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Shortly past 7:50 a.m. Sunday morning, a small group of elite runners took off from the Rock ‘n’ Roll Arizona Marathon and Half Marathon’s starting point in Tempe. They tore down East University towards McClintock then up towards Scottsdale and eventually back again, all with a determined set of goals in mind. They wanted to qualify for the Boston Marathon in April, post a personal record or simply build up strength as part of their training schedule.
But on Sunday, those elites only counted for a tiny proportion of the marathon’s participants. Far more took off 90 seconds later in the general population segment of the race. Here, the event’s personality was on display.
“It's not just a street marathon but the entertainment value of the fans and the nature of the course activations that people can really just have a good time in that positive way,” race director Justin Kern said.
Fifteen months ago, Kern and his organizing committee made the decision to cancel the 2021 race due to “uncertainty going on with COVID at the time.” For 15 months then, they built towards Sunday morning, organizing sponsors and planning a course in conjunction with city officials.
Amid that long slog, they dreamt of the scene in the middle of Arizona State’s campus at the start of the race. Alongside amateur runners whose outfits and physicality resembled the elites, one man ran in an all-white suit. A few yards behind him, a woman followed in a full Pikachu outfit. Kids ran alongside grandparents. One woman wore a tank top that said ‘after this, we’re getting tacos' and a firefighter jogged along in his full work outfit carrying an American flag.
At its essence, Sunday’s event reflected the “social atmosphere” Kern aimed to build, bringing people together after so many races across the country have been canceled due to COVID-19 over the past 22 months.
For some, the pandemic served as their introduction to running. With little else to do amid lockdown measures in spring 2020, they found the sport and trained with the long-term goal of eventually completing a full or half marathon.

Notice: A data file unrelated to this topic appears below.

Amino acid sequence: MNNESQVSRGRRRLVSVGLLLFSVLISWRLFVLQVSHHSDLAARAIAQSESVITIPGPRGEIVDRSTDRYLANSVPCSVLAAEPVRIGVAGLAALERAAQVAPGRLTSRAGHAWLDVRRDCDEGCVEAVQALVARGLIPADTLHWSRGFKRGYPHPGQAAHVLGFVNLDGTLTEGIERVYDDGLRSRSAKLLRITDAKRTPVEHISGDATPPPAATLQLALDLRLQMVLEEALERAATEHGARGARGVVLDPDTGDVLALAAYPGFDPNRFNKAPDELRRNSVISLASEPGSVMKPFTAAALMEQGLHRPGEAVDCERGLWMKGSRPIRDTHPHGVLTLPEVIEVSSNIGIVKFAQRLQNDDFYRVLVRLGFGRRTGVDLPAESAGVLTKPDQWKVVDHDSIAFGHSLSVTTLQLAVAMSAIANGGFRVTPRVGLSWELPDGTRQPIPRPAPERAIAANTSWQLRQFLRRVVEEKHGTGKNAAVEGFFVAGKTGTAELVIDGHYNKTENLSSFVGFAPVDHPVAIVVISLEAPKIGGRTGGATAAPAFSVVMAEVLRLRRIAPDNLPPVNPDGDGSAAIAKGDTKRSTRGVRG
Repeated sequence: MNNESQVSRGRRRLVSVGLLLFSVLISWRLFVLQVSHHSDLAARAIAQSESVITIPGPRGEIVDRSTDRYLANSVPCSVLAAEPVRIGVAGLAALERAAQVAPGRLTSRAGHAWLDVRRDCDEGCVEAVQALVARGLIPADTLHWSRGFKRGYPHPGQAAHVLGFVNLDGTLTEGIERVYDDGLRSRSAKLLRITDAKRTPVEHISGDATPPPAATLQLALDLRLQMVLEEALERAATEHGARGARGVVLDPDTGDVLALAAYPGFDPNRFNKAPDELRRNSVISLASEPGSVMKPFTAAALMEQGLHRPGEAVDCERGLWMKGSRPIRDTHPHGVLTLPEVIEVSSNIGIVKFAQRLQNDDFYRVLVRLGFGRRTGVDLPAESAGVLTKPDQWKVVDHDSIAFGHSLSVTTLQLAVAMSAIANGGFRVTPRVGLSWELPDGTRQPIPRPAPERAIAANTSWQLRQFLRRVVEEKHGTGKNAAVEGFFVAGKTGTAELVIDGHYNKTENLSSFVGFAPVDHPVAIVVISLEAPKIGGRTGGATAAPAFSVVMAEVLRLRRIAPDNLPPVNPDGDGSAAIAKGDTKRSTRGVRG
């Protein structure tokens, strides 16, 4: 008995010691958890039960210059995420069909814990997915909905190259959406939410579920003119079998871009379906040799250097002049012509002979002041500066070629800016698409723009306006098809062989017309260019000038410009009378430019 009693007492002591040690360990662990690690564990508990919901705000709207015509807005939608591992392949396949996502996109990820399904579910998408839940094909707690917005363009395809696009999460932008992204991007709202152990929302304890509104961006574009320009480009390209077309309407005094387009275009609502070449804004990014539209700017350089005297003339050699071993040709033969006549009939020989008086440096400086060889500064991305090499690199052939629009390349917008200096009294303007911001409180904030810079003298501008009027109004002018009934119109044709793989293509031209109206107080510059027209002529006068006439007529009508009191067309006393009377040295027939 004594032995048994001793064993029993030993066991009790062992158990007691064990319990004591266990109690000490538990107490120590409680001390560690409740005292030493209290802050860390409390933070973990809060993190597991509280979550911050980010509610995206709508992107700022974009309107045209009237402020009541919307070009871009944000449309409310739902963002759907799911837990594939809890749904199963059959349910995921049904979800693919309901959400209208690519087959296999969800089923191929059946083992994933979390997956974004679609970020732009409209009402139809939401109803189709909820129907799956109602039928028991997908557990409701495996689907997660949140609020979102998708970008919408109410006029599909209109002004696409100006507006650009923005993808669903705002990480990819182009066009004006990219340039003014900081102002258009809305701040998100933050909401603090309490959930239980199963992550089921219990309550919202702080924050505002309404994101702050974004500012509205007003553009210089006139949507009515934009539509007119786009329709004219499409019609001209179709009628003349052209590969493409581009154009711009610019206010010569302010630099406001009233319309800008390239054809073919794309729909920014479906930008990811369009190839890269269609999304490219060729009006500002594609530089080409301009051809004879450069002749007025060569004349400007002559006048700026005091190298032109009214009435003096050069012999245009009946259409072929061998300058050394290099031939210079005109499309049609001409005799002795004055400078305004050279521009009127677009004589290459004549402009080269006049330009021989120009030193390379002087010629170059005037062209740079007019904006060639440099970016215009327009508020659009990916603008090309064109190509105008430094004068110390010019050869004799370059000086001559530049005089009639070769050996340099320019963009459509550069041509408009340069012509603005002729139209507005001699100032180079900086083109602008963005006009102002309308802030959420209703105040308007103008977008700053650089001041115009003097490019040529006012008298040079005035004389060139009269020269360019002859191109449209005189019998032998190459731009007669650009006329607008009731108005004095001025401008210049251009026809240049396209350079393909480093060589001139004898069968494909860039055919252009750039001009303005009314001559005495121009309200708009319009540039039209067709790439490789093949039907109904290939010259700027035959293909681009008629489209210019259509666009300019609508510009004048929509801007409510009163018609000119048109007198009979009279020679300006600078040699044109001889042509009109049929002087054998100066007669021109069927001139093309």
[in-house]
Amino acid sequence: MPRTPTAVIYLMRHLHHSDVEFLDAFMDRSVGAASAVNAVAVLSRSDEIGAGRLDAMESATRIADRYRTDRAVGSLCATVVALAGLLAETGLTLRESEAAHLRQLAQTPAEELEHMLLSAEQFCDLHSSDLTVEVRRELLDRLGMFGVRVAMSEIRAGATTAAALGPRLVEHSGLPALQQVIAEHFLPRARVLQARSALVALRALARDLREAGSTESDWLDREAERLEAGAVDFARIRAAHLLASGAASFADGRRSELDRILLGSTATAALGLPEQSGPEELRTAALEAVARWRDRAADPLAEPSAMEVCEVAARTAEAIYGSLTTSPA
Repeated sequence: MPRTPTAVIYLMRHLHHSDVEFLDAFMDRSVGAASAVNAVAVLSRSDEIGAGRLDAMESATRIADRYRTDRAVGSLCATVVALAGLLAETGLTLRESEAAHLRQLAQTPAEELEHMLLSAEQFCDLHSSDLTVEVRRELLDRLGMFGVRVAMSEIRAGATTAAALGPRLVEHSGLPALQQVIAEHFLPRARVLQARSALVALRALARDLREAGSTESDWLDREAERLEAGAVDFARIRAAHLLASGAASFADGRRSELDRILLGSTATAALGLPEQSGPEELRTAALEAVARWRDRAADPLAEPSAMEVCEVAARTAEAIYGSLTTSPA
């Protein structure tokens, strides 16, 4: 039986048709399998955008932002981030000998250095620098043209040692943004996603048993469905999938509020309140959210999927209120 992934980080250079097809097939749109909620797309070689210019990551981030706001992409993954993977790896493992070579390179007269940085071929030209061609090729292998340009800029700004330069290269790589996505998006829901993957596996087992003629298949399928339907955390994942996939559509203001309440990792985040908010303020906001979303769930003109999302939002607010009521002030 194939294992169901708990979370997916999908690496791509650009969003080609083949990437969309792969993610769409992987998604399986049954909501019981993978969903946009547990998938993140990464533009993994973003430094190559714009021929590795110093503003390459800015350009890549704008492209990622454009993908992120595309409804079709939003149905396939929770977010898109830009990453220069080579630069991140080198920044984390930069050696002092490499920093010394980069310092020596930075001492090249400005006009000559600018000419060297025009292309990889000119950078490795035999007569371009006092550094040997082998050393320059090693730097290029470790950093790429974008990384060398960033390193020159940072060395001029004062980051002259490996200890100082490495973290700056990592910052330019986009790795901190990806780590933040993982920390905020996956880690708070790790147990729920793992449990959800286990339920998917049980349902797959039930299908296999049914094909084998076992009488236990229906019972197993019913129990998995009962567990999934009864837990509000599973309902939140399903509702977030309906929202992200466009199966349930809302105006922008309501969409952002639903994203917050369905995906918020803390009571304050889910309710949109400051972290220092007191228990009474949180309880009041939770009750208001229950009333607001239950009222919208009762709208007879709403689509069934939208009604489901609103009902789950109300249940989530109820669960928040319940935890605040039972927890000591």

Wendy Conrad is among that group. On Sunday, her whole family hung to the guard rails beside the start line, holding oversized cardboard cutouts of her face.
“My friends from high school did it for their senior year so I saw photos of it so I thought it'd be funny to do it,” Reagan Conrad, Wendy’s daughter, said.
Others, like Nicole Casaletto, were longtime marathoners getting back to racing after pandemic cancellations. Casaletto, who is from Los Angeles, came to Arizona on Sunday to complete the 27th leg of her goal of running a marathon in every state.
“I'm a little nervous about finishing,” Casaletto admitted, referencing the layoff that the pandemic inflicted on her normal schedule. “I haven’t done one in a long time.”
Hours later, a few blocks northwest of where they started, elites and regular runners alike commended the Tempe course.
“It was beautiful,” Dan Kasprowicz, who finished second in the men’s marathon, said. “It was really nice. Some tough sections. There was a bike path section that went up and down a bunch of hills, that was hard. But it was great. Beautiful weather. Little bit of breeze.”
Stephanie Bruce victorious in final Phoenix event
Earlier this winter, Stephanie Bruce — one of the nation’s best female marathoners — announced that 2021 would be the last season of her career after she was diagnosed with bicuspid aortic valve disorder.